Alexander Volkanovski and Max Holloway – Immediate Rematch for a third straight fight
In the fight business, it is remarkably rare for the same fight to be booked three consecutive times no matter how close the fight was, and can result in a log jam for the rest of the contenders in a weight class.
However, after sitting with this for a bit, thinking about what should be next following their fight on Saturday, I have no better option that champion Alexander Volkanovski (22-1 Career, 9-1 UFC) and Max Holloway (22-6 Career, 18-6 UFC) going at it once again.
I personally think two of the judges made a huge mistake in awarding the decision to Volkanovski. I had the score clearly 48-47, and I know that in a tight fight like that judges opinions sway, but I have no idea how two judges looked at Rounds 1,2, and 4 and didn’t see Holloway winning them.
If Holloway won, it would be a no brainer they’d run it back for a third fight. But with Volkanovski winning twice it makes things tricky. But if we look on the horizon, if Holloway wasn’t fighting for the belt, who would you rather have?
Zabit and Rodriguez are already booked against each other
Kattar and Ige are going to need one more big win before fighting for a title (likely the Zabit and Rodriguez winner)
Ortega is battling personal issues and even when he’s cleared the UFC says they’ll book him vs Zombie.
Edgar moved to 135
So the options are: a third fight between Holloway and Volkanovski, wait for a Zabit v Rodriguez winner, or Josh Emmett. I think everyone wants to see option 1, tell me if I’m wrong.
Kamaru Usman – Gilbert Burns
Kamaru Usman (17-1 Career, 12-0 UFC) fought an excellent fight to retain his championship on Saturday, but likely wasn’t as appealing to the more casual audience who aren’t as forgiving of a methodical performance.
This doesn’t matter to the vast majority of the UFC roster, where the goal is win by any means necessary. However, when you are a defending champion who is unbeaten in the UFC, those goals begin to expand to mainstream success, and generating excitement is often as important to that goal as the outcome of the fight itself, ask Conor McGregor or Nate Diaz.
Point being – the UFC likely won’t rush out to book some cash grab fight with Usman following his performance. A fight with McGregor, Georges St. Pierre, Israel Adesanya etc. would make Usman a very rich man, but his legacy is likely veering toward the unstoppable force who drags contenders into deep water, moreso than a cash cow for the UFC.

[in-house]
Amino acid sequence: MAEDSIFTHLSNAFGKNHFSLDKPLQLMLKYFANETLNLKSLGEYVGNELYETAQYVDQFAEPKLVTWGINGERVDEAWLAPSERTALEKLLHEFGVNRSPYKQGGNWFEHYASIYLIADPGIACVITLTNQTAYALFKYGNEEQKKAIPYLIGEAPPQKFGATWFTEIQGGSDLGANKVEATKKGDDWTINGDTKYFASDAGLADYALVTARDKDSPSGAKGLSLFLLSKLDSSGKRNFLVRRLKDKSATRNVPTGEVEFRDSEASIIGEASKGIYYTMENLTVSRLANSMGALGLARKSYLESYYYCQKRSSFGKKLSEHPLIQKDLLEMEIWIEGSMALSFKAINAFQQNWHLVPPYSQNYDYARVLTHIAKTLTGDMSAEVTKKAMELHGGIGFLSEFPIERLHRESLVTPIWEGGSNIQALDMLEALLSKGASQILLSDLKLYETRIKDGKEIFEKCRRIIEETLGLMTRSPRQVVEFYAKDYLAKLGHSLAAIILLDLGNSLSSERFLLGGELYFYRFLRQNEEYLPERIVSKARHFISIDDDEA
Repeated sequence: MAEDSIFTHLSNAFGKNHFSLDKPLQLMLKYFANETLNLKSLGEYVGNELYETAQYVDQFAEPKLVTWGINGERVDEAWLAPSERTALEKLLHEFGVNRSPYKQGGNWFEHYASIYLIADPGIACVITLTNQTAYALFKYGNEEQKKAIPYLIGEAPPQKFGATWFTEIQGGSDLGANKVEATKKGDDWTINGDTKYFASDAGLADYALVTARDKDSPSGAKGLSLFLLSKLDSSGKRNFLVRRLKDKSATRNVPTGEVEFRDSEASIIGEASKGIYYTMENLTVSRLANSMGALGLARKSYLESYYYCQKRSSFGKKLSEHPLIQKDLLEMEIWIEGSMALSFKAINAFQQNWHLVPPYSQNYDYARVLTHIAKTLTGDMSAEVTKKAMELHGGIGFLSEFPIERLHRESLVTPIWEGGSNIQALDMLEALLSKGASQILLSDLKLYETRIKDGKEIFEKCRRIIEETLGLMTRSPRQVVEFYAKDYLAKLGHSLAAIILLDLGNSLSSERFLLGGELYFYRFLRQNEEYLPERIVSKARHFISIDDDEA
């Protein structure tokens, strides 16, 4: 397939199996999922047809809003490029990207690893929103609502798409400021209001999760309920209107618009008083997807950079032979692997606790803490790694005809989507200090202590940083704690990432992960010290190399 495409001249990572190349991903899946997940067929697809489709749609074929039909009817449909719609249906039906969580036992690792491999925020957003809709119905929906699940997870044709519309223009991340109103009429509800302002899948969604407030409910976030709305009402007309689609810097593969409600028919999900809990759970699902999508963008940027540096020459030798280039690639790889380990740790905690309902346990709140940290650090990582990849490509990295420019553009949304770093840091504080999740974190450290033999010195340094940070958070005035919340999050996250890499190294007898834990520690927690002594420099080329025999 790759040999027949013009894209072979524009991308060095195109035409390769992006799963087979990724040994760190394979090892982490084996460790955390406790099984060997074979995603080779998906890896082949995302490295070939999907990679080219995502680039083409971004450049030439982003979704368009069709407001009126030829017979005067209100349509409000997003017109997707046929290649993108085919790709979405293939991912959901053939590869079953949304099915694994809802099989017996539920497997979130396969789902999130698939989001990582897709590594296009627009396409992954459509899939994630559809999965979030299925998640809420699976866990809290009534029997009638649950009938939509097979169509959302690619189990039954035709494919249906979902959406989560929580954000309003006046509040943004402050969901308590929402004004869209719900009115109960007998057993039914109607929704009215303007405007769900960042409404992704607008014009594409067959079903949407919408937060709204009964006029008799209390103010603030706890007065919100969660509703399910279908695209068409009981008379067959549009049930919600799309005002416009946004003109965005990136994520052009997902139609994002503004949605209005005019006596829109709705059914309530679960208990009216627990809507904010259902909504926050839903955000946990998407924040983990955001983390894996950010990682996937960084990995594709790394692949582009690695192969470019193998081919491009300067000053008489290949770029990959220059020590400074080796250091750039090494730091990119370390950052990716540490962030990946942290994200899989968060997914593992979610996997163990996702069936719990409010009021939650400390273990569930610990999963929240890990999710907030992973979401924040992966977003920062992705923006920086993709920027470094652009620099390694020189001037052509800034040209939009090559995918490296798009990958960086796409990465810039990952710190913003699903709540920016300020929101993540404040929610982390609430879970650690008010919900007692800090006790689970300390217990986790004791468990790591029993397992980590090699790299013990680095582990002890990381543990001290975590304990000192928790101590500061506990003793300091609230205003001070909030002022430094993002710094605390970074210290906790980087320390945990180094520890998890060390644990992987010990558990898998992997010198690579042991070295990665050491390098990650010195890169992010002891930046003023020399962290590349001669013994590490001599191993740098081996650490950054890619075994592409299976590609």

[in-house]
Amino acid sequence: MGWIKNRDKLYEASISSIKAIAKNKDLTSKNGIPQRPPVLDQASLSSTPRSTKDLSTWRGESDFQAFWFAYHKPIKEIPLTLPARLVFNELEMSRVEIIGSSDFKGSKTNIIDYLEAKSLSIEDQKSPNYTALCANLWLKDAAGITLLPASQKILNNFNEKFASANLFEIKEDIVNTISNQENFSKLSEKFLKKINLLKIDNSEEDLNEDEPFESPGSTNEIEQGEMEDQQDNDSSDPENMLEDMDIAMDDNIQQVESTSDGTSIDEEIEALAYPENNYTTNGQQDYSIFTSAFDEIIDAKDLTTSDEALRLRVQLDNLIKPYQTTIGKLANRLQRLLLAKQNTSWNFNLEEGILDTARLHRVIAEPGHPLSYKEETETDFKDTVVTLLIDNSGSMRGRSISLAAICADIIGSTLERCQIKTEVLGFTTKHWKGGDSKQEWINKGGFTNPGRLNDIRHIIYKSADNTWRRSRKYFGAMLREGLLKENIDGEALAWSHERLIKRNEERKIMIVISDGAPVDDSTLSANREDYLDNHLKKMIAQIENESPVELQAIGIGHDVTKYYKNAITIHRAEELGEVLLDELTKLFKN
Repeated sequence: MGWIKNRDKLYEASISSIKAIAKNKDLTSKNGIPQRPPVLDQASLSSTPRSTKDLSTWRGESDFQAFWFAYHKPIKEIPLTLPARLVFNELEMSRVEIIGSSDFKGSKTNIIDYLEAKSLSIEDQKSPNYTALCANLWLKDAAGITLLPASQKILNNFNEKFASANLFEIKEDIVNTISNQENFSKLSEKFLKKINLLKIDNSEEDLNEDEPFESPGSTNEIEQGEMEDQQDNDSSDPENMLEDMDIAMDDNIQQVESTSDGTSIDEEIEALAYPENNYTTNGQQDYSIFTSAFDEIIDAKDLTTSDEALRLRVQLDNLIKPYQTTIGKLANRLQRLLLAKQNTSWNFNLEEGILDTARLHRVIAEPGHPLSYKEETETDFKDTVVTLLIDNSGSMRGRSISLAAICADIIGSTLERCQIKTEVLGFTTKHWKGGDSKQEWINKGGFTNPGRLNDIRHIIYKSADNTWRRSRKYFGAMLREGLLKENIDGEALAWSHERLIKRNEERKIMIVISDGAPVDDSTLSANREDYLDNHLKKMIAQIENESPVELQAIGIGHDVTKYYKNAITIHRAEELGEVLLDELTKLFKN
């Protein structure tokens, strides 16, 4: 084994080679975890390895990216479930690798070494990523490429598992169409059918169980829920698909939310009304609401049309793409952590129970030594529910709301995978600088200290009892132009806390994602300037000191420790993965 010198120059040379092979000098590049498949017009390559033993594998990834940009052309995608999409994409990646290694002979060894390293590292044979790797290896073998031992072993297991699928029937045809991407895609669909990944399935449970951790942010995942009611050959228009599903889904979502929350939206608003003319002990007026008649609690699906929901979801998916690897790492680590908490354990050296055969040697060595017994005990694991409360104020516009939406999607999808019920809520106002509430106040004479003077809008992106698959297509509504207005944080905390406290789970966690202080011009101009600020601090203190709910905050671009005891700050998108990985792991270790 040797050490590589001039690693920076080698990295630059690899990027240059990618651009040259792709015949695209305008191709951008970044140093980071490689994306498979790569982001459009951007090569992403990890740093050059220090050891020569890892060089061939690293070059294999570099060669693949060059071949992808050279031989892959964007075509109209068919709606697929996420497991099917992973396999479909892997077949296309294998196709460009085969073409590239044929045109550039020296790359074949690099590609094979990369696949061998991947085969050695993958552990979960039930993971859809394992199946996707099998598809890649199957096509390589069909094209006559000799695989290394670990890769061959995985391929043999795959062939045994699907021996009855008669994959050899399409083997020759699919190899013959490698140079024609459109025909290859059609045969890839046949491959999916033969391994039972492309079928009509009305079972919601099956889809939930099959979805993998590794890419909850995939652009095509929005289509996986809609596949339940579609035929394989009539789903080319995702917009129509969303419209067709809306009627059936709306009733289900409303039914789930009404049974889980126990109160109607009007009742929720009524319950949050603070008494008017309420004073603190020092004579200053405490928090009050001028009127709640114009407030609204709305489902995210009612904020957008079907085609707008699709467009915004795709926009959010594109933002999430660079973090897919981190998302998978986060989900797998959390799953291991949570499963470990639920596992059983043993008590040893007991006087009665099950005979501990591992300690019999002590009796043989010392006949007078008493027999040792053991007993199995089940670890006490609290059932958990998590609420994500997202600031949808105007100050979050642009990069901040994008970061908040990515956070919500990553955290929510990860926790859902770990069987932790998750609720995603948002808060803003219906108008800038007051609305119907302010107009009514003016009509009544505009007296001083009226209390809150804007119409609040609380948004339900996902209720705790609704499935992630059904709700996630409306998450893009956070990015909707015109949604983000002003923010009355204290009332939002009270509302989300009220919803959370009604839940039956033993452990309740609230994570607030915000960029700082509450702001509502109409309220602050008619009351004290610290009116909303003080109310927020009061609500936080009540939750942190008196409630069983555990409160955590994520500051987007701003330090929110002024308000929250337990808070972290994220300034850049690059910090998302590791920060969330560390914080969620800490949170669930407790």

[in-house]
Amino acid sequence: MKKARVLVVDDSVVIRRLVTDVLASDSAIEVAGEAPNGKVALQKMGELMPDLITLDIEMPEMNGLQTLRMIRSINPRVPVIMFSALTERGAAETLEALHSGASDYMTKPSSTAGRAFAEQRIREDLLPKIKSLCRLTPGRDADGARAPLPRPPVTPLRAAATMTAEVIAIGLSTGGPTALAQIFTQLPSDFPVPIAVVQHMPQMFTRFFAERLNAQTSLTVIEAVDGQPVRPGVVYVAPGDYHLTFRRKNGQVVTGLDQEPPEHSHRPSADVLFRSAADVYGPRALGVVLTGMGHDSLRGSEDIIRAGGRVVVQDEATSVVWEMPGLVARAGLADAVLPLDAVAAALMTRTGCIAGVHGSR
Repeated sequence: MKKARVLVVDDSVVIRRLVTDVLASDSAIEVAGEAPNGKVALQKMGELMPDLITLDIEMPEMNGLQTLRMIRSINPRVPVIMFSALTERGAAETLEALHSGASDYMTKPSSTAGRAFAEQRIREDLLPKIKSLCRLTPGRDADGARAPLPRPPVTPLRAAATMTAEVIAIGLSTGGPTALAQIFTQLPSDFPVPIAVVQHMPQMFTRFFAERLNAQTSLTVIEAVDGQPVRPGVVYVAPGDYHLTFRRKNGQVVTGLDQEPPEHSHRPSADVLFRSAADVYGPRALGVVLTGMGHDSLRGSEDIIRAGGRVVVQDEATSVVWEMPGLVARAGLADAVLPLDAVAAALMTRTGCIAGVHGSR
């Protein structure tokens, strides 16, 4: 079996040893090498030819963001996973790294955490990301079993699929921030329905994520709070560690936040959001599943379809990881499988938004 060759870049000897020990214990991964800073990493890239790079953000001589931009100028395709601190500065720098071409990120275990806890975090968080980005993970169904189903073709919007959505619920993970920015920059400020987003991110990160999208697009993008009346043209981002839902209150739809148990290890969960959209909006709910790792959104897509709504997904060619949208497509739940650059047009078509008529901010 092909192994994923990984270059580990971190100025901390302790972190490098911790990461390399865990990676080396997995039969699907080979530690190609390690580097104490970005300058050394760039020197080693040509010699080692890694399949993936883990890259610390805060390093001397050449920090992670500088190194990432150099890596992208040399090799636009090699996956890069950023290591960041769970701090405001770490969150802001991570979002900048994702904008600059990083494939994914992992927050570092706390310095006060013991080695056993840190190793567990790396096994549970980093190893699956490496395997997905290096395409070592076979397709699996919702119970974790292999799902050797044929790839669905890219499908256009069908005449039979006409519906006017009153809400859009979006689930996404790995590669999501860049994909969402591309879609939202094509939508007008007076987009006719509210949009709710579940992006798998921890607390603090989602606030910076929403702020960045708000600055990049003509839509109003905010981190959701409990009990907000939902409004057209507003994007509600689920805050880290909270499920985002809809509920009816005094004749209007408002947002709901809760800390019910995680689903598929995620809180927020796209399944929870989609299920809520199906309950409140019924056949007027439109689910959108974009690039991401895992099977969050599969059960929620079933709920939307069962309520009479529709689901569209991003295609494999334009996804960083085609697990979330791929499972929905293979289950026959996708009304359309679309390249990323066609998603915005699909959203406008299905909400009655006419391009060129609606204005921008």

Because of this, they might as well book the fight they orginally wanted, a bout with Usman’s gym teammate Gilbert Burns (19-3 Career, 12-3 UFC).
Burns tested positive for COVID-19 and was removed from Saturday’s event. It seems that he is recovering well and will be ready to go again soon. Barring any random injuries Usman may have developed, they could get that fight going soon. It would be best to book this one as a co main on a two title PPV with one of the UFC’s biggest stars like Adesanya.
Jorge Masvidal – Nick Diaz or Leon Edwards (depending on what his goals are)
We learned a few things about Jorge Masvidal (35-14 Career, 12-7 UFC) through the events that have transpired before, during and after UFC 251. 1. Masvidal has massive balls pinning a title shot on a short camp when his popularity alone could get him a shot later this year. 2. Estimated at 1.3 Million PPV buys, Masvidal is clearly the second biggest draw in the UFC to McGregor. 3. He is as much a legitimate contender as he is a popular fighter.
Masvidal is going to have to ask himself an important question following his loss to Usman – Do I want to make the most money possible? Or do I want to put myself in the best position to get a rematch with Usman?
In his case, the answer to that question will lead him to two different men. If he wants to headline a massive PPV in a fight he would be a favorite in, where they would sell a shot ton of PPVs, and would grow his brand – Nick Diaz (26-9, 2 NC Career, 7-6, 1 NC UFC) is the fight.
Masvidal headlined a PPV in Madison Square Garden against Nick’s brother Nate, where Masvidal looked spectacular in victory and throttled his fame to new heights. A storyline that features Nick Diaz, someone who hasn’t fought in nearly 6 years coming out of retirement to avenge his baby brother’s loss is almost a Hollywood Script.
However, Nick is not relevant among the UFC Rankings due to inactivity, and would not do much for Masvidal’s title trajectory. To fulfill that need, he’d have to take a fight with British contender Leon Edwards (18-3 Career, 10-2 UFC).
Edwards hasn’t lost since 2015 (to Usman) and is one step away from a rematch for a championship. Masvidal could get his very own rematch with Usman immediately if he wins that fight. Following a backstage altercation between the two, Masvidal and Edwards have bad blood, which also could add to the drama.
Either way, whatever Masvidal chooses. The world will be watching.